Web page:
It should be a given to anyone who works in the hospitality and hospitality fields that things have changed quite a bit just in the last few years. The advent of social media and consumer mobile technologies has driven a much more data-centric service delivery model and the momentum has been gaining rapidly over the past decade.
Today, there is a distinct drive to deliver a personalized experience with digital technologies both driving and dictating those efforts. Students who plan to work within the travel and hospitality space need to understand the correlation between data and personal experience since the two are becoming more intermeshed as time goes by.
Real-World and Digital Influences
The line between our online and offline lives is being drawn thinner by the day. Our living environments, for example, are now hybrid online and offline spaces that have formed a powerful symbiont relationship. The use of spaces in hospitality gives people respite from their ordinary lives and living spaces. In today’s digital world, those spaces take on new and growing importance.
Current trends within the travel industry show a growing demand for personalized experiences. For travel and hospitality, that presents a twofold responsibility. Today’s consumers are looking for personalized content to motivate them to initiate contact with a preferred service provider. They are also looking for consistency between what is promised in marketing efforts and the actual experience of utilizing the product or service.
The success of this kind of initiative is contingent not only on how well travel-based businesses market and deliver their services but how much they know about their target demographics. This concept was addressed in a recent survey published at the Adobe North American 2108 Summit. Younger age groups are more apt to share personal data than their parents or grandparents and that leads to a conundrum: how personal is too personal?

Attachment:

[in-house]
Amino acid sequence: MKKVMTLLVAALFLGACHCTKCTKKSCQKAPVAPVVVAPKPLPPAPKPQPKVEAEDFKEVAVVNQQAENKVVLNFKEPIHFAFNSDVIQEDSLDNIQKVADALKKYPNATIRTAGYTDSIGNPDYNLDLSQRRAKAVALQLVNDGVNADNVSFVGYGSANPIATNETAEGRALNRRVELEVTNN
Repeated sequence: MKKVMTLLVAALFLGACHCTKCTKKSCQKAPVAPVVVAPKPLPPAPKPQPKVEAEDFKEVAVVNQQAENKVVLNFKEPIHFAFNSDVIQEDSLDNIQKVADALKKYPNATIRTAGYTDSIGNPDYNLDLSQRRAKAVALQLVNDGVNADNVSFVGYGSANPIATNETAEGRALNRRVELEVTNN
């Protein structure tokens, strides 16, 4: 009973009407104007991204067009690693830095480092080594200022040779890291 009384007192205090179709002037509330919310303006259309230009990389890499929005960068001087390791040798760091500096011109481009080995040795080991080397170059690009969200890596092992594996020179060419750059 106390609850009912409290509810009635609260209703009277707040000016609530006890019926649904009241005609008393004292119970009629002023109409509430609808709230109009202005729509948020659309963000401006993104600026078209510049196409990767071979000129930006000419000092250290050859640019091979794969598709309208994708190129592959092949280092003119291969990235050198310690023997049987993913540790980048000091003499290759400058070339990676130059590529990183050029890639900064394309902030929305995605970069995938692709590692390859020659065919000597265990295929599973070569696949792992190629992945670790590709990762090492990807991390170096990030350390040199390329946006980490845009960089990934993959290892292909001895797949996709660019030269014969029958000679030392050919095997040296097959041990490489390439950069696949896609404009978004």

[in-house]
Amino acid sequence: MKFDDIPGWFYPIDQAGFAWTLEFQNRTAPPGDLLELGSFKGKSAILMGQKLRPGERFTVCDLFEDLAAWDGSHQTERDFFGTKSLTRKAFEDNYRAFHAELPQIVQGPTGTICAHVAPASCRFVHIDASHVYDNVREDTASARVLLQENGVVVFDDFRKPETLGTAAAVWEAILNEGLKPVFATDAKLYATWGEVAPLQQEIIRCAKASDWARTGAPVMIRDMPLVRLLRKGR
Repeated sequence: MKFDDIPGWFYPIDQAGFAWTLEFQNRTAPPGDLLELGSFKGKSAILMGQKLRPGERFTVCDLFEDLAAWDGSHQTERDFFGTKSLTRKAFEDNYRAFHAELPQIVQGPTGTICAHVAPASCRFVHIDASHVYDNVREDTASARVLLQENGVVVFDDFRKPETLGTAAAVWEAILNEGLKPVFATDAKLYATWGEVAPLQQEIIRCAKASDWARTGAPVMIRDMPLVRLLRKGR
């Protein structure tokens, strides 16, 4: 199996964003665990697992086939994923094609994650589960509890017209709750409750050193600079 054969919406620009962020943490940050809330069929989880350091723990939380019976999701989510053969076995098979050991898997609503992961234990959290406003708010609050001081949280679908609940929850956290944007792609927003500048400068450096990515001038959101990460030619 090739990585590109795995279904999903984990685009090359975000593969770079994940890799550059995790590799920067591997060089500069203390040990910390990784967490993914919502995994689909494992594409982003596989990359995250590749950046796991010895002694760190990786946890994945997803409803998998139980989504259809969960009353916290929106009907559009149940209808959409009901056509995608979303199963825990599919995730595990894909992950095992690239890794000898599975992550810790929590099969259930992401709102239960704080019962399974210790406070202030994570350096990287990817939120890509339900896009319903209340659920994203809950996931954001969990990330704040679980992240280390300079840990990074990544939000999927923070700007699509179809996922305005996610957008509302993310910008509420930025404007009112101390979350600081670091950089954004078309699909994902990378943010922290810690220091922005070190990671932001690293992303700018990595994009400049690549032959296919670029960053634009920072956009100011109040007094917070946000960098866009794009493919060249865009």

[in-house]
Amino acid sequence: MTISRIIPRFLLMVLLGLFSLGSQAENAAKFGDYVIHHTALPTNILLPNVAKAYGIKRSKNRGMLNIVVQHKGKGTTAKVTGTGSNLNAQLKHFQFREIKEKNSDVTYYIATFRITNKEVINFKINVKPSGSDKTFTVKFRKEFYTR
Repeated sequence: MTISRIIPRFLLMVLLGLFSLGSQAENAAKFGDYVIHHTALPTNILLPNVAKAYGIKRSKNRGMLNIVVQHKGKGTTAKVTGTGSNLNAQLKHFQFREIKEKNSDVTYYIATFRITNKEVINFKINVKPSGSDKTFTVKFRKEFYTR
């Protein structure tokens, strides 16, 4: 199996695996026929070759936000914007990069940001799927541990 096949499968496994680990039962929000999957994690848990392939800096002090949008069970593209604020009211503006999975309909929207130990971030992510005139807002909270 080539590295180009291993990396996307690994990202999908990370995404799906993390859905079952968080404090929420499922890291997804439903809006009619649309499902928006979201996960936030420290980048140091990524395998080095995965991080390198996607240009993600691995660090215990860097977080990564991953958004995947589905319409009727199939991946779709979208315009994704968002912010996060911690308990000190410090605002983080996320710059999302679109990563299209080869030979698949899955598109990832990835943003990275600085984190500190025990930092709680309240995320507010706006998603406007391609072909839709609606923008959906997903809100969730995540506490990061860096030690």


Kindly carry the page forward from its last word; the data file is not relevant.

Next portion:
Chris Silcock, Chief Commercial Officer and vice president at Hilton refers to this grey area as “hyper-personalization” and argues that there is a proverbial line between responsible use of demographic data and encroaching on the privacy of guests. Students who want to understand how this works need to first understand how things like big data, AI, and blockchain technology operate within this space.
Big Data And Hospitality Tech
Big data offers the opportunity to examine large amounts of detailed information about target consumers. It allows marketing professionals to accurately track and collect data on consumer behavior and observe its changes. CRM databases are a primary big data tool in this endeavor.
Cloud-based CRM systems and related hotel management information system, for example, help marketers create offers by analyzing previous trends in sales and corresponding demographic data. They offer the ability to analyze very large datasets in an anonymous way, negating many of the concerns the likes of Silcock and other travel industry executives have about guest privacy.
If, for example, a travel company wishes to target student travelers, they can analyze large datasets to determine things like spending habits and the availability of funds. Students who frequently browse upscale e-commerce sites and luxury hotels would be served much different marketing content than those who search for youth hostels. Both groups, however, have the potential to receive highly-targeted, individualized content based solely on their browsing and search habits.
AI and Blockchain Technologies in Hospitality
AI’s impact on hospitality is set to become more and more evident in future. If current trends continue, almost every object we use will eventually be connected to the Internet. That means that two-way communication is likely to become the norm for most devices with the resulting data becoming a staple of market research. That bidirectional communication framework is a form of AI that any serious student should endeavor to understand.
Blockchain technology will also play a more significant role in travel marketing in the near future by bypassing traditional channels like booking websites. LockTrip is a prime example. It accomplishes this by facilitating meaningful communication between consumers and vendors while holding intermediary entities like Expedia and other middleman applications at bay.
It is important to note that while the above information provides a useful springboard, it is only a thumbnail sketch of all the intricacies of digital technologies that affect travel and hospitality marketing. Courses in digital marketing, AI, and Blockchain are wise choices of electives for students looking to make their mark in travel and hospitality.